The Fantastic Four of SEO

The Fantastic Four of SEO


Have you ever wondered why your SEO is lagging? Even when you have the basics down, your analytics are still not showing progress.

  • SEO plugins are installed on your site.
  • Meta descriptions are in.
  • Plugins are updated monthly.

Our experts at Connell Communications share four vital steps to improving your SEO without having to hire a professional.

  1. Mobile Optimization
    Whether you’re an e-commerce business or a counseling agency, your customers will most likely look for you via their mobile devices.
    With mobile on its way to overtake desktop, it’s important to have your site optimized.
    Mobile optimization involves several aspects such as the look of your site, functionality of the buttons and links, intuitive navigation, etc.
  1. Keyword Research
    Content is still the priority. In order to discover the right tone and information to build your customer’s trust, it is necessary to include keywords relevant to your industry.
  1. Social Media Presence
    This is a well-known fact, however many companies neglect their social media presence therefore losing points for their SEO.
    Active and refined social media activity gives your company credibility and helps build trust with your audience.
  1. Visual Content
    All of your visuals count toward your SEO ranking. Adding visual content such as images and videos engage your visitors, thus improving your SEO.

Millie Njezic
Strategist and Graphic Designer
Connell Communications

Summertime Corporate Attire Boundaries

Summertime Corporate Attire Boundaries

As the temperatures soar and the lazy days of summer approach, some mornings it’s tough to drag yourself into the office, let alone dress appropriately enough to conduct business.

You don’t have to dress down to stay cool, just adjust your wardrobe to accommodate higher temperatures while keeping your professional image intact. Here are some tips from Connell Communications to dressing professionally while staying cool in the summer heat:



Just as wearing layers work well in the wintertime, it can be very useful in warmer weather.  You can layer a sleeveless or cap sleeve dress with a blazer or a lightweight sweater.  This helps to combat the high heat/high air conditioning that you’ll encounter as you go in and out of buildings.  Anytime you’re wearing short sleeves, it is a good idea to have a lightweight sweater so you’re always prepared.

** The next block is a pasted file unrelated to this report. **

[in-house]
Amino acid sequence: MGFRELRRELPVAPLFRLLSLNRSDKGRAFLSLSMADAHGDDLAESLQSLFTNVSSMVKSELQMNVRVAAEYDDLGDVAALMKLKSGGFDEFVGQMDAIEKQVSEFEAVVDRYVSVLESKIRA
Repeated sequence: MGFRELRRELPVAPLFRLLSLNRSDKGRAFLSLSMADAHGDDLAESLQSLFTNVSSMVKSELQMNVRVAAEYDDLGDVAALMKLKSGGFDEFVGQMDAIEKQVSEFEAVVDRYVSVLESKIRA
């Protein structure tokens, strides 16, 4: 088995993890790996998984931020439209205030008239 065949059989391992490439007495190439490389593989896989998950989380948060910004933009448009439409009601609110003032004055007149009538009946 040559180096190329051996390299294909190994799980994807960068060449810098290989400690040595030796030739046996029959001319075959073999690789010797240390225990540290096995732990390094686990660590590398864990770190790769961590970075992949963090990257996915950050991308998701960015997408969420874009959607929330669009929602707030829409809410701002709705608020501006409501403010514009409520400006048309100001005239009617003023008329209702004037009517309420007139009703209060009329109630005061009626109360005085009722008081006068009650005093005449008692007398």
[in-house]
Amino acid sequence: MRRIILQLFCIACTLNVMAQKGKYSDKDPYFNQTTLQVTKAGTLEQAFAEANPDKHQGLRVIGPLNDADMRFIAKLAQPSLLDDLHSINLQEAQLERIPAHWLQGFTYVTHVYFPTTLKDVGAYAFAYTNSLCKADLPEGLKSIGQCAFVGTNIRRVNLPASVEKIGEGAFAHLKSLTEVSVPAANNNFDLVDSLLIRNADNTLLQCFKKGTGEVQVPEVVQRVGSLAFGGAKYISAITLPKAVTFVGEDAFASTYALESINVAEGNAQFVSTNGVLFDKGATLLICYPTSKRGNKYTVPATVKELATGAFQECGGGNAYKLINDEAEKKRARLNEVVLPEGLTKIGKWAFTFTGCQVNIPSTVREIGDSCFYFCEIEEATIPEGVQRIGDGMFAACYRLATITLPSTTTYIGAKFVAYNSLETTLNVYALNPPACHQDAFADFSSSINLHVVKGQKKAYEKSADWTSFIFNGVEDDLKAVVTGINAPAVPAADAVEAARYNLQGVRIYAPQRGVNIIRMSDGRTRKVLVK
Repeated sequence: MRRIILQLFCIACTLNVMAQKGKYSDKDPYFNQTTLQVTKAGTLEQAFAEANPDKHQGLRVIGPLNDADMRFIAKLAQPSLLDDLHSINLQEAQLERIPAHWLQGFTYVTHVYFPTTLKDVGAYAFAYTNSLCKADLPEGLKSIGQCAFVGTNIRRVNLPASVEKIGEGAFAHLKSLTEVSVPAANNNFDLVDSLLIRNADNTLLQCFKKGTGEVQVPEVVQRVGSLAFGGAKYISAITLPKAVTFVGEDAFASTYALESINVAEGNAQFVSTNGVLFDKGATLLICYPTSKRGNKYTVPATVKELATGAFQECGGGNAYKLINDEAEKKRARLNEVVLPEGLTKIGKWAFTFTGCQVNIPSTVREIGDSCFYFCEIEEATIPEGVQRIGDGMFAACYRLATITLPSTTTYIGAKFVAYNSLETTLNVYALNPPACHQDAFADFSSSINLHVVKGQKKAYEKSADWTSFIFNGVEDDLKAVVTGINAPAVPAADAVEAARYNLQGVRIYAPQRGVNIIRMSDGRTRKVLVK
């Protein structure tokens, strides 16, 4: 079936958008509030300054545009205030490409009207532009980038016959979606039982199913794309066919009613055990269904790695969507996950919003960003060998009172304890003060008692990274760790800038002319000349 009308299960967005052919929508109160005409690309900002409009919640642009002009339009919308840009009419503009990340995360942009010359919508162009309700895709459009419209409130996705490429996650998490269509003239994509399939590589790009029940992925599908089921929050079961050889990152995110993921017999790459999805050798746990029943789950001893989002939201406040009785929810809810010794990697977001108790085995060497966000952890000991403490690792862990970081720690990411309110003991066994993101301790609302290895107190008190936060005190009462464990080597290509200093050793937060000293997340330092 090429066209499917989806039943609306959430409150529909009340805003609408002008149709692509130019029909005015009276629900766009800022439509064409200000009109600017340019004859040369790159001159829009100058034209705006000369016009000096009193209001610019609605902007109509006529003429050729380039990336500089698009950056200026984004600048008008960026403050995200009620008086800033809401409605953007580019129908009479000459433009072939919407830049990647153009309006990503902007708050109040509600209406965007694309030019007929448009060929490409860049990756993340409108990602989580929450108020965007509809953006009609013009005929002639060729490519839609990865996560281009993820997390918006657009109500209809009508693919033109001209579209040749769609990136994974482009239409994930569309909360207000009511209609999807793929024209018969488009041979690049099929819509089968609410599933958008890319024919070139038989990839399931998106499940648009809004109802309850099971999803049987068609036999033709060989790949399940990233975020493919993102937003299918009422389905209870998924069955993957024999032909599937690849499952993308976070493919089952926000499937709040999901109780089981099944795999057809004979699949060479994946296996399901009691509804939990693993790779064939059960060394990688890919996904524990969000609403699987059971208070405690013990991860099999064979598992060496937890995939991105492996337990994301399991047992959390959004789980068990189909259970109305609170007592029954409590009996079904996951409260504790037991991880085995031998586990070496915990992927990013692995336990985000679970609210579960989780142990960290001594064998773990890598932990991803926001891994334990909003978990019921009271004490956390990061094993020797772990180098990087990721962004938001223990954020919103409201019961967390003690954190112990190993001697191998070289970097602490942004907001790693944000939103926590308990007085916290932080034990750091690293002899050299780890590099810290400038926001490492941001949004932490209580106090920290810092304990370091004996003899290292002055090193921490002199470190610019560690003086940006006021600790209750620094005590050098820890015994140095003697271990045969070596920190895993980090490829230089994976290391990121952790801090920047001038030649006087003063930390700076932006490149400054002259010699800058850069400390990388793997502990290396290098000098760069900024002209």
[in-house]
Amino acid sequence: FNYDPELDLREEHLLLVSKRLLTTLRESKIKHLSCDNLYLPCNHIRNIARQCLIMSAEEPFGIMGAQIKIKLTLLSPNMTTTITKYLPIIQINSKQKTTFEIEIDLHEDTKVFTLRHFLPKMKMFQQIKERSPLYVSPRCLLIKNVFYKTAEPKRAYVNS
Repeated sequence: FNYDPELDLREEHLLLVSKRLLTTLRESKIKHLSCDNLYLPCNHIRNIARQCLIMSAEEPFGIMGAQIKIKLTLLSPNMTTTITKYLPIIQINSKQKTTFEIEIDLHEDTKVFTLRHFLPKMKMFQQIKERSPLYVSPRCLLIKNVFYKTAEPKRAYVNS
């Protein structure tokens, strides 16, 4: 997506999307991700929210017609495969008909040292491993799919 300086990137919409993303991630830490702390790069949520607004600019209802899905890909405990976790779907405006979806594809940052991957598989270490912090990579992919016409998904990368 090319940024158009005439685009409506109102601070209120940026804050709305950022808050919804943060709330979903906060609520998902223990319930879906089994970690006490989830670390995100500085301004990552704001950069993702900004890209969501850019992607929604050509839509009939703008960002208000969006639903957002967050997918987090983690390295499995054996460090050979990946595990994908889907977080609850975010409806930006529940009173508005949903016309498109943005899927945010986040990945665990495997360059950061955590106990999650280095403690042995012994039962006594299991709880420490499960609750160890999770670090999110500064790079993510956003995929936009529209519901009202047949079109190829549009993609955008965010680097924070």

Skirt lengths

Not only are skirts fun, they are a cooler alternative to slacks in warmer weather. Just remember: when in an office setting, skirt and dress lengths should never be more than an inch or two above the knee.


Lighter fabrics make us feel more feminine and keep us cooler.  But take caution, the fabric you choose should never show through to your undergarment.  Always look in the mirror in each angle, and if possible, in different lighting, to make sure that nothing is showing that shouldn’t be.  

Hair Style

On a hot day, wear your hair up!   Try a chignon, French twist, French braid, or a low ponytail.  This will get the hair off the back of your neck and keep you cool while giving you a professional look.


If you don’t want to show bare skin, there are lighter types of hosiery including knee high and thigh high styles.  These are a cooler alternative to full length pantyhose.


Never get too casual on your footwear.  Closed toe shoes, pumps or sling backs are always the best choice in business settings.   Keep your sandals and open toe shoes for after-hours.


In the summer months we all love to have that healthy, tan glow. Hot weather and makeup do not go well together, so opt for lighter makeup. Maybe skip the liquid foundation for a little bronzer to get a more natural look that will last throughout that hot day.


Wear a lighter, summertime fragrance or body spray.  Heavier perfumes tend to glut in heat, making even a little bit too much. Plus, body sprays are much cheaper than perfume!


Of course, every company has different guidelines on office attire.  Always keep in mind that how you dress, no matter the season, represents both you and your organization.